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Over the last two years, one of the most common ways for organizations to scale and run increasingly large and complex artificial intelligence (AI) workloads has been with the open-source Ray framework, used by companies from OpenAI to Shopify and Instacart.
Ray enables machine learning (ML) models to scale across hardware resources and can also be used to support MLops workflows across different ML tools. Ray 1.0 came out in September 2020 and has had a series of iterations over the last two years.
Today, the next major milestone was released, with the general availability of Ray 2.0 at the Ray Summit in San Francisco. Ray 2.0 extends the technology with the new Ray AI Runtime (AIR) that is intended to work as a runtime layer for executing ML services. Ray 2.0 also includes capabilities designed to help simplify building and managing AI workloads.
Alongside the new release, Anyscale, which is the lead commercial backer of Ray, announced a new enterprise platform for running Ray. Anyscale also announced a new $99 million round of funding co-led by existing investors Addition and Intel Capital with participation from Foundation Capital.
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“Ray started as a small project at UC Berkeley and it has grown far beyond what we imagined at the outset,” said Robert Nishihara, cofounder and CEO at Anyscale, during his keynote at the Ray Summit.
OpenAI’s GPT-3 was trained on Ray
It’s hard to understate the foundational importance and reach of Ray in the AI space today.
Nishihara went through a laundry list of big names in the IT industry that are using Ray during his keynote. Among the companies he mentioned is ecommerce platform vendor Shopify, which uses Ray to help scale its ML platform that makes use of TensorFlow and PyTorch. Grocery delivery service Instacart is another Ray user, benefitting from the technology to help train thousands of ML models. Nishihara noted that Amazon is also a Ray user across multiple types of workloads.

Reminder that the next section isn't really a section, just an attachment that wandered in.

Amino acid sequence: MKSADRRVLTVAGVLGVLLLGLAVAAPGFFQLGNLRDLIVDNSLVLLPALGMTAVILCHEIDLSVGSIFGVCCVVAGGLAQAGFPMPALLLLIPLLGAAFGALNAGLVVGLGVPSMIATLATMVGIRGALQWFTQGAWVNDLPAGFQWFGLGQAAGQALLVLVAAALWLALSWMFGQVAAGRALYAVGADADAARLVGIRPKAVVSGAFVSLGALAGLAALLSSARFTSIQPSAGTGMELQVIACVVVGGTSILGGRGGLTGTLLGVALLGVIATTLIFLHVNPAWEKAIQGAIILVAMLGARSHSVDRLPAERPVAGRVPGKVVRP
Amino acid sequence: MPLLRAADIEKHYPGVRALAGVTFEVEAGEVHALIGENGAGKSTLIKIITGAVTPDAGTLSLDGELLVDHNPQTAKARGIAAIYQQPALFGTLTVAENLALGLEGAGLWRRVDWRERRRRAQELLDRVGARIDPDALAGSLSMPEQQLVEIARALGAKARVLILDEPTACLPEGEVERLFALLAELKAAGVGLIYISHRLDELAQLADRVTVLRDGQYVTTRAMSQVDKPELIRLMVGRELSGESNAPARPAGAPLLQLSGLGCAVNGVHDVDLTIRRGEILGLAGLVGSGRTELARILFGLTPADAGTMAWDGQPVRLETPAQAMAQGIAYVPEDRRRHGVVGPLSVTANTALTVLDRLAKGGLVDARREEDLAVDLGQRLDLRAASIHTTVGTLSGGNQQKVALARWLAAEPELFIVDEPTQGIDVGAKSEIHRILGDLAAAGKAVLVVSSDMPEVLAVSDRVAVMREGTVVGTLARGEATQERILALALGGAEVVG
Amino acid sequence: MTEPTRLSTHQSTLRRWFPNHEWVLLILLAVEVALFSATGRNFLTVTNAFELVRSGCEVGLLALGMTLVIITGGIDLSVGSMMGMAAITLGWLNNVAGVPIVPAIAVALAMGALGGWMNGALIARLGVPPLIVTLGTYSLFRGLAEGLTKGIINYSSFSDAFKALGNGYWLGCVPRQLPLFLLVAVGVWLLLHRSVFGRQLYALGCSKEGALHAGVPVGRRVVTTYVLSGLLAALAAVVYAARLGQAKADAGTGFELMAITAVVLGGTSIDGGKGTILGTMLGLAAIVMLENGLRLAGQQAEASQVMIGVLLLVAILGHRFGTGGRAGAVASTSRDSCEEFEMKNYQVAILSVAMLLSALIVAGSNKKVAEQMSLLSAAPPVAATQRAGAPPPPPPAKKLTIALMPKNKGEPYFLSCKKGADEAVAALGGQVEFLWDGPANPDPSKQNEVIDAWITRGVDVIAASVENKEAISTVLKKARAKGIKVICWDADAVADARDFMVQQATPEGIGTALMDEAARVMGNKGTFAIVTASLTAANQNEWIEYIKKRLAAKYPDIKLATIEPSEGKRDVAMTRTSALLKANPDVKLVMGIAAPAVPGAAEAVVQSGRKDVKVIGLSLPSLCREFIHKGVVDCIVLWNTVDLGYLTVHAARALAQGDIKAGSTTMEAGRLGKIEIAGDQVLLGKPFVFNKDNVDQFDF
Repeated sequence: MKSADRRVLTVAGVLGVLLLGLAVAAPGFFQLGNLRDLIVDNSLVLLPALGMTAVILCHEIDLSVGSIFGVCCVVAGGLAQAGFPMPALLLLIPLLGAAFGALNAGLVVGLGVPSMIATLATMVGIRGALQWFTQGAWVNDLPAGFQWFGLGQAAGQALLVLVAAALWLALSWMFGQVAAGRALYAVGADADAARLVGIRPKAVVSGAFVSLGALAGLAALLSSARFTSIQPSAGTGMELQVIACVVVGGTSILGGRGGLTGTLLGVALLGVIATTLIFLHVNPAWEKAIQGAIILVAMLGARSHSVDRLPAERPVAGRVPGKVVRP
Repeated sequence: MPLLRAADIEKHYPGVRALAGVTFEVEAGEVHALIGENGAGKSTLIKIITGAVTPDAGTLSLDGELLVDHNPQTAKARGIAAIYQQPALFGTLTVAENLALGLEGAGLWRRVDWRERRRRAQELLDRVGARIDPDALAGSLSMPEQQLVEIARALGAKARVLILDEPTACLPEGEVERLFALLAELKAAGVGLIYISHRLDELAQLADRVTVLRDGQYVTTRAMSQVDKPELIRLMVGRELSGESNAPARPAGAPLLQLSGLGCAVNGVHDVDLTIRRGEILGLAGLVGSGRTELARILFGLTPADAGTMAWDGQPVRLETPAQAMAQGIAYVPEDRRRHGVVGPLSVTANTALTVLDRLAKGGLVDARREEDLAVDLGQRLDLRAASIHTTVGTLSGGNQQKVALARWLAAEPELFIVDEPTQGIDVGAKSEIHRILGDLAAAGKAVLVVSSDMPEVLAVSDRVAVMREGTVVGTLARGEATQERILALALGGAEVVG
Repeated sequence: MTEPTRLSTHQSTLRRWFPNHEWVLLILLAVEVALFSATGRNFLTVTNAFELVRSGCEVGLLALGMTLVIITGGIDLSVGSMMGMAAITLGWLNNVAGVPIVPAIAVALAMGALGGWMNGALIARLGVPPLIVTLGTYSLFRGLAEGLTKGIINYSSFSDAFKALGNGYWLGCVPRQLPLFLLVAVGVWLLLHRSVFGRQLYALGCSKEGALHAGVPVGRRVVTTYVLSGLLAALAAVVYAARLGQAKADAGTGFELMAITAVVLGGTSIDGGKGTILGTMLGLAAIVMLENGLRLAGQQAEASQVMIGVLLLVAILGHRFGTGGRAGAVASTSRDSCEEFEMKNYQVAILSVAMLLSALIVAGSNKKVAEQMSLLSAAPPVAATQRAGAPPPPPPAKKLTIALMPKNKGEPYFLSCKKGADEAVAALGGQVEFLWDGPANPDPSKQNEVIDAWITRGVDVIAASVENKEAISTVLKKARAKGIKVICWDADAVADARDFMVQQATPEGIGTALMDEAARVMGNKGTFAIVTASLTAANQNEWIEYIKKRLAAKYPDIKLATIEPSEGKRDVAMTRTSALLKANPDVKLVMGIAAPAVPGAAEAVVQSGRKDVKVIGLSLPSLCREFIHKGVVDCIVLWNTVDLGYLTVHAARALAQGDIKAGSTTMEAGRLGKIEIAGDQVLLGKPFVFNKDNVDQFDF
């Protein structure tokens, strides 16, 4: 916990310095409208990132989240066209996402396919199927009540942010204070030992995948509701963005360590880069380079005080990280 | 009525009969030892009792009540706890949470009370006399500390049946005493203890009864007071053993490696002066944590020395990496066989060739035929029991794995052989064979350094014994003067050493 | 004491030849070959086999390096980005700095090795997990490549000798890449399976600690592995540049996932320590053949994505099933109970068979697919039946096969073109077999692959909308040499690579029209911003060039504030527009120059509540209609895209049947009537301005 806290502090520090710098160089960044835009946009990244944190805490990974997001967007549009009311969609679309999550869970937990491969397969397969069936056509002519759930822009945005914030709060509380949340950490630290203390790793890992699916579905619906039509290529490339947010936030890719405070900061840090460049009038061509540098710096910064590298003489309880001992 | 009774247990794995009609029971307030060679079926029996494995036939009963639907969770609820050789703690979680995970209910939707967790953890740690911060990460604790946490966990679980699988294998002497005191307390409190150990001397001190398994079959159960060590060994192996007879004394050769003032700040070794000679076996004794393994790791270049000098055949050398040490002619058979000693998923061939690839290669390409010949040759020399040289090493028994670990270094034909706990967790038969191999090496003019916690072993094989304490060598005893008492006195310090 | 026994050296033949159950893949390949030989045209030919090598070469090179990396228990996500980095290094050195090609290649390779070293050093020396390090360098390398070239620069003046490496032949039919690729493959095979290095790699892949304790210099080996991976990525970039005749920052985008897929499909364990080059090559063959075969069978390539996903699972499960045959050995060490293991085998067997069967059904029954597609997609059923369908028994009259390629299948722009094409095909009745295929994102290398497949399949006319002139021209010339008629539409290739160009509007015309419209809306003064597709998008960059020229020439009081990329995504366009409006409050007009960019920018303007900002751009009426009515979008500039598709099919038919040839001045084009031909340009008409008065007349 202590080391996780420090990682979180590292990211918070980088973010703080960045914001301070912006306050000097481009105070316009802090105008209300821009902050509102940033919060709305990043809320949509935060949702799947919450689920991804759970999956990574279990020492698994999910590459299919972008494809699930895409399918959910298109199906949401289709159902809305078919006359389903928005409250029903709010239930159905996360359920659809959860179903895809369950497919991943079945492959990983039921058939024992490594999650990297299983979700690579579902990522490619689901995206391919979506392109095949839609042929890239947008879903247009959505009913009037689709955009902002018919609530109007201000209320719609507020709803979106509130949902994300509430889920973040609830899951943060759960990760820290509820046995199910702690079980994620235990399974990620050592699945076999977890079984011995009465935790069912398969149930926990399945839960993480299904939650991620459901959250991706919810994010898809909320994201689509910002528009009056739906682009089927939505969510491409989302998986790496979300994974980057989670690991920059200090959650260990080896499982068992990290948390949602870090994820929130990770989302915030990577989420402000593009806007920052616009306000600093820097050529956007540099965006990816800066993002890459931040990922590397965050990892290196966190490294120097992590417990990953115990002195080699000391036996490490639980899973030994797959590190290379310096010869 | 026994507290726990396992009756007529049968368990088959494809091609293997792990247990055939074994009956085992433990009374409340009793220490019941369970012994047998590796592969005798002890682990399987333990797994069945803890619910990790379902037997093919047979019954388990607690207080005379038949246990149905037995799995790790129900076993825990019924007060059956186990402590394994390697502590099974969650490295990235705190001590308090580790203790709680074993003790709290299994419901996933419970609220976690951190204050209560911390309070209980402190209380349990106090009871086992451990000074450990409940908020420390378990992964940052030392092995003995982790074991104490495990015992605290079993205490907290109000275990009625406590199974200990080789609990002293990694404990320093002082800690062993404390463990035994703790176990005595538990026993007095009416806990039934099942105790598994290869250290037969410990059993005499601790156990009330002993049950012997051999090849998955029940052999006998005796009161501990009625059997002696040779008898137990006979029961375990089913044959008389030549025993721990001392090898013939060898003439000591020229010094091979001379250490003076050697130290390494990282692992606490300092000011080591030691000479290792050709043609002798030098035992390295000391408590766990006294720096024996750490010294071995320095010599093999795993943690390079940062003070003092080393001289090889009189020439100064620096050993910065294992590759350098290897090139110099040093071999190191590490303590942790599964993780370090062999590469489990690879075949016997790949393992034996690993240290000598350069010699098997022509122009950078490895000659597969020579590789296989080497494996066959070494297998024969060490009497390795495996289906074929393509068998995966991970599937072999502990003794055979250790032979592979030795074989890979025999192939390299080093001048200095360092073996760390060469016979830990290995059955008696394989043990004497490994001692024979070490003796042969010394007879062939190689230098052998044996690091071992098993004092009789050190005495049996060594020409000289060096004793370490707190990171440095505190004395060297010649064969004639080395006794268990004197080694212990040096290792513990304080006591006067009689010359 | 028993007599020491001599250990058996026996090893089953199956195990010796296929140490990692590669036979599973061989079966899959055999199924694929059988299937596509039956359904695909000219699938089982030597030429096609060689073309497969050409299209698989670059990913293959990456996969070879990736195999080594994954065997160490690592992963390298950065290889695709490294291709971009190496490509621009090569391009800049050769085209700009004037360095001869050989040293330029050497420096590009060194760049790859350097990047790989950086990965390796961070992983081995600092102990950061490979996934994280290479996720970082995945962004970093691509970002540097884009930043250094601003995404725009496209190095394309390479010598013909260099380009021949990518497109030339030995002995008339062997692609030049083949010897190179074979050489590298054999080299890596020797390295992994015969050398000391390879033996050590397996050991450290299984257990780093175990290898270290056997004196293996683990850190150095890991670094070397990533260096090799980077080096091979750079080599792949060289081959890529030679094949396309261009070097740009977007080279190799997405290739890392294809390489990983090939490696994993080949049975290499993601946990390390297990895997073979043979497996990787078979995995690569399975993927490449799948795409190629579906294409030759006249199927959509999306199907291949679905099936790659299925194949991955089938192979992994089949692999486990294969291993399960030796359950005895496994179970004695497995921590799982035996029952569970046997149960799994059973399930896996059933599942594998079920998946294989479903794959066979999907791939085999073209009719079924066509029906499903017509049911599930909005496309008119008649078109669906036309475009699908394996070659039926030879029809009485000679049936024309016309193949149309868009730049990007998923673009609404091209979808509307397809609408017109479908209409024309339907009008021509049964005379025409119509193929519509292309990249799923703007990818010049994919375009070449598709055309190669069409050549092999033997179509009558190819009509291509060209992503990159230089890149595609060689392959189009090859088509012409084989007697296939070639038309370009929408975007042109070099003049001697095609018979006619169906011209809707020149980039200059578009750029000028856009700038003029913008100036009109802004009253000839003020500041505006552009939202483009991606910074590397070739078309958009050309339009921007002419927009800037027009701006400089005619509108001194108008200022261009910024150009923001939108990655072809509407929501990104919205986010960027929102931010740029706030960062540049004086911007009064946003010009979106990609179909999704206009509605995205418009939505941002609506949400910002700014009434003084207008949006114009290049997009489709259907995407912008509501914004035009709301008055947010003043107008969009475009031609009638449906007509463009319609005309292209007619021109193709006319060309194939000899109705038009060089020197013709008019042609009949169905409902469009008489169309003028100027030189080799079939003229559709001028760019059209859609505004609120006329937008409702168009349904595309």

“We’re using Ray to train our largest models,” Greg Brockman, CTO and cofounder of OpenAI, said at the Ray Summit. “So, it has been very helpful for us in terms of just being able to scale up to a pretty unprecedented scale.”
Brockman commented that he sees Ray as a developer-friendly tool and the fact that it is a third-party tool that OpenAI doesn’t have to maintain is helpful, too.
“When something goes wrong, we can complain on GitHub and get an engineer to go work on it, so it reduces some of the burden of building and maintaining infrastructure,” Brockman said.
More machine learning goodness comes built into Ray 2.0
For Ray 2.0, a primary goal for Nishihara was to make it simpler for more users to be able to benefit from the technology, while providing performance optimizations that benefit users big and small.
Nishihara commented that a common pain point in AI is that organizations can get tied into a particular framework for a certain workload, but realize over time they also want to use other frameworks. For example, an organization might start out just using TensorFlow, but realize they also want to use PyTorch and HuggingFace in the same ML workload. With the Ray AI Runtime (AIR) in Ray 2.0, it will now be easier for users to unify ML workloads across multiple tools.
Model deployment is another common pain point that Ray 2.0 is looking to help solve, with the Ray Serve deployment graph capability.
“It’s one thing to deploy a handful of machine learning models. It’s another thing entirely to deploy several hundred machine learning models, especially when those models may depend on each other and have different dependencies,” Nishihara said. “As part of Ray 2.0, we’re announcing Ray Serve deployment graphs, which solve this problem and provide a simple Python interface for scalable model composition.”
Looking forward, Nishihara’s goal with Ray is to help enable a broader use of AI by making it easier to develop and manage ML workloads.
“We’d like to get to the point where any developer or any organization can succeed with AI and get value from AI,” Nishihara said.
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